Max Pinckers - 2015 - Images for a History [EN, interview],
Images for a History
In conversation with Max Pinckers and Michiel Burger
En route to the studio in Brussels which the photographers Max Pinckers (1988) and Michiel Burger (1983) share with several other artists, I hear on the radio that the burgomaster of Charleroi has made an official protest against an award going to a photograph of his city which in his view is wrongly considered a documentary because it was taken in another city using artificial light and actors. Pinckers and Burger have also heard the news item and smile. “World Press Photo is the bastion of conservative, short-sighted, documentary photography”, says Pinckers. “Of course it is not true to say that a staged photograph using actors and artificial lighting doesn’t give a true picture of reality, whereas a photograph that is deliberately based on the aesthetic of paintings (a landscape or a Madonna and Child) does.” “Photographs are part of a set of language games which stand between us and reality”, adds Burger. “You can take those language games by surprise, expose them, record, reconstruct or manipulate them, but these days you can no longer pretend they don’t exist.”
So here you have the two artists’ starting point, even if they take a different approach. Burger, for example, made the moving series Perverse Translations: “An archive or a collection of index cards describing a series of pictures in which I tried to photograph exteriors. Not with a view to those images saying something, but with a view to them saying nothing. How can a spoilt boy from the Netherlands, who doesn’t really try as hard as he might, become a photographer and end up in the craziest places on the other side of the world taking photographs of quite normal or trivial things? With this archive I wanted to show what happens when I add images from my private life. When you arrive on the other side of the world and try to capture normality there, I believe you also have to show your own normality, because the differences between the existing language games make documentary photography impossible. This seemed to me the most honest way of making a documentary. It produced an interesting, fragmented collection of images, albeit of lesser quality. But I am less interested in the so-called quality of the resulting images than in exploring an issue and respecting a number of explicit rules of my own.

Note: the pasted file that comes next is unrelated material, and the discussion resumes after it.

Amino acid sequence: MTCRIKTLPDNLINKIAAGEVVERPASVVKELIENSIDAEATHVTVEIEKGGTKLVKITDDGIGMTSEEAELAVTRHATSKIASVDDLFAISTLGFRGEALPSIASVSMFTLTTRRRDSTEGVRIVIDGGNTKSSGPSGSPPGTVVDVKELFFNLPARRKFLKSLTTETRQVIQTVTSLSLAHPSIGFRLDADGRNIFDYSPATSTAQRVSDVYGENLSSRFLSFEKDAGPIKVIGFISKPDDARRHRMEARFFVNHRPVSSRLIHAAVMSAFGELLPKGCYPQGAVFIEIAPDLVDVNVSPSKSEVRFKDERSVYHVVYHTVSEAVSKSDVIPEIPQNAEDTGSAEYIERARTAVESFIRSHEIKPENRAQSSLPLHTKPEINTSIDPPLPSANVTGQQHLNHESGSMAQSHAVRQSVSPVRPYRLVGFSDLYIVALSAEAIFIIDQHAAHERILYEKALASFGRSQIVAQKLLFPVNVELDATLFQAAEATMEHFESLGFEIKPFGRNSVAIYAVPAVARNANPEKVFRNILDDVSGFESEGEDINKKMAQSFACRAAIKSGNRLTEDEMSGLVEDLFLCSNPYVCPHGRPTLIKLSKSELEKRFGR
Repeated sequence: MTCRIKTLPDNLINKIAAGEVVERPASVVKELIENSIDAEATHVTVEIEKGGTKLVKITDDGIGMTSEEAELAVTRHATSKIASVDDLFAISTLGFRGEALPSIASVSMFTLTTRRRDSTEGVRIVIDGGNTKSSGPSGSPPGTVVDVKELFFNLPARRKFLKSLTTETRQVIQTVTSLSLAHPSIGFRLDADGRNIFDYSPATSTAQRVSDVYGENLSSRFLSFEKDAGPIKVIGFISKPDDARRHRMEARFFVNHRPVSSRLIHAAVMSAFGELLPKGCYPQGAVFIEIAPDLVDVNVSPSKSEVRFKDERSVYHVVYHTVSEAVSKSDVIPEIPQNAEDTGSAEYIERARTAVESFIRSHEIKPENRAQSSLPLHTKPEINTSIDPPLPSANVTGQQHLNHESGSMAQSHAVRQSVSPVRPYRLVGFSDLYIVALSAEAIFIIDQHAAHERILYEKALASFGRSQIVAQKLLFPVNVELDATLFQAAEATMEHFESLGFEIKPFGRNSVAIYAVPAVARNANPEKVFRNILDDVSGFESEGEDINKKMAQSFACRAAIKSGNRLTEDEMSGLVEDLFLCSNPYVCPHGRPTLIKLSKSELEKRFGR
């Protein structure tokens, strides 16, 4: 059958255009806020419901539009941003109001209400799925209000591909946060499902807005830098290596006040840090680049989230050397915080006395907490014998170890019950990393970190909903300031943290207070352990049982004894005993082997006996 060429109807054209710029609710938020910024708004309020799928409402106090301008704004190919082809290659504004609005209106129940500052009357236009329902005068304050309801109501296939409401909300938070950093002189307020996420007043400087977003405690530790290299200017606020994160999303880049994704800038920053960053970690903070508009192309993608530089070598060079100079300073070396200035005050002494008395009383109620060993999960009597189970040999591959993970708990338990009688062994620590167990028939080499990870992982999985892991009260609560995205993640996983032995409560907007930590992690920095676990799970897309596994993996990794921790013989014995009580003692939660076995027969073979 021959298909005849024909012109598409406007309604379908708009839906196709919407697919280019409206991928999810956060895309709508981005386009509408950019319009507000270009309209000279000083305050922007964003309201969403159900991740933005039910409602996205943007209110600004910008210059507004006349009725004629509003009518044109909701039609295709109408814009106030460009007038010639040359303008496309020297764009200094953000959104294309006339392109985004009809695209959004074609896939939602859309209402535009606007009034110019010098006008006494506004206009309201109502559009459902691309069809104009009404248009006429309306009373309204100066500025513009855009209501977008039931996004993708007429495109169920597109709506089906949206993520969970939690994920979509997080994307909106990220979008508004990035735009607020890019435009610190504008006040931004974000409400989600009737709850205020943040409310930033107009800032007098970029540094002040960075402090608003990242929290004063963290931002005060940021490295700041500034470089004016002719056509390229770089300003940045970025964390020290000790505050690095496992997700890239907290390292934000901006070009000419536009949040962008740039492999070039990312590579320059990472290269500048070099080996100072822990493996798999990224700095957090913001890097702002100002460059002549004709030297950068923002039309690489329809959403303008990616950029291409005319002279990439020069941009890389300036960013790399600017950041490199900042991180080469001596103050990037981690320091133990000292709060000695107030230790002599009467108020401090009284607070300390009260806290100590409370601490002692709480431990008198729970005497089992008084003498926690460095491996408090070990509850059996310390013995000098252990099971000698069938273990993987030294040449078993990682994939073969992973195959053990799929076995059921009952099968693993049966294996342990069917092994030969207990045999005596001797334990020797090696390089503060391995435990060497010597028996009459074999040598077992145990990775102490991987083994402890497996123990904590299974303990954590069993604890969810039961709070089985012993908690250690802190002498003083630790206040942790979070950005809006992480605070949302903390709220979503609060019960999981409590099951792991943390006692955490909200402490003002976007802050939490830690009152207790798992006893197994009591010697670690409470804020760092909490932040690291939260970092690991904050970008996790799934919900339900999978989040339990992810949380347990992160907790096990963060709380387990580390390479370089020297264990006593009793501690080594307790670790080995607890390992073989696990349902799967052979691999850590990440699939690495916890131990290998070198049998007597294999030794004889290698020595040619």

In terms of theme, Max Pinckers’ already impressive oeuvre has an affinity with Michiel Burger’s work (as a reflection on the limitations of doctrinal documentary photography), but it takes a different form. For example, Pinckers’ most recent published ‘documentary’ Will They Sing Like Raindrops or Leave Me Thirsty consists of regular documentary photographs, staged photographs lit with artificial light, found photographs, newspaper cuttings, prints from a blog and photographs of objects he commissioned from craftsmen. All these elements were brought together in a beautifully designed book whose layout underlines the status of the different elements.
Their current adventure began when Max Pinckers was invited by the Archive of Modern Conflict (AMC) in London to visit the archive with a view to making a work based on that first visit. Knowing that this sort of archive would appeal to Michiel Burger, Pinckers invited him along. Together they discovered a file containing propaganda material from the Ministry of Information of British Kenya, which painted an unsavoury picture of the Kenyan rebels from the 1950s known as the Mau Mau. They then came up with the idea of juxtaposing their own pictures with pictures of the colonial government of the day and modern-day representations in Kenya of the Mau Mau as freedom fighters.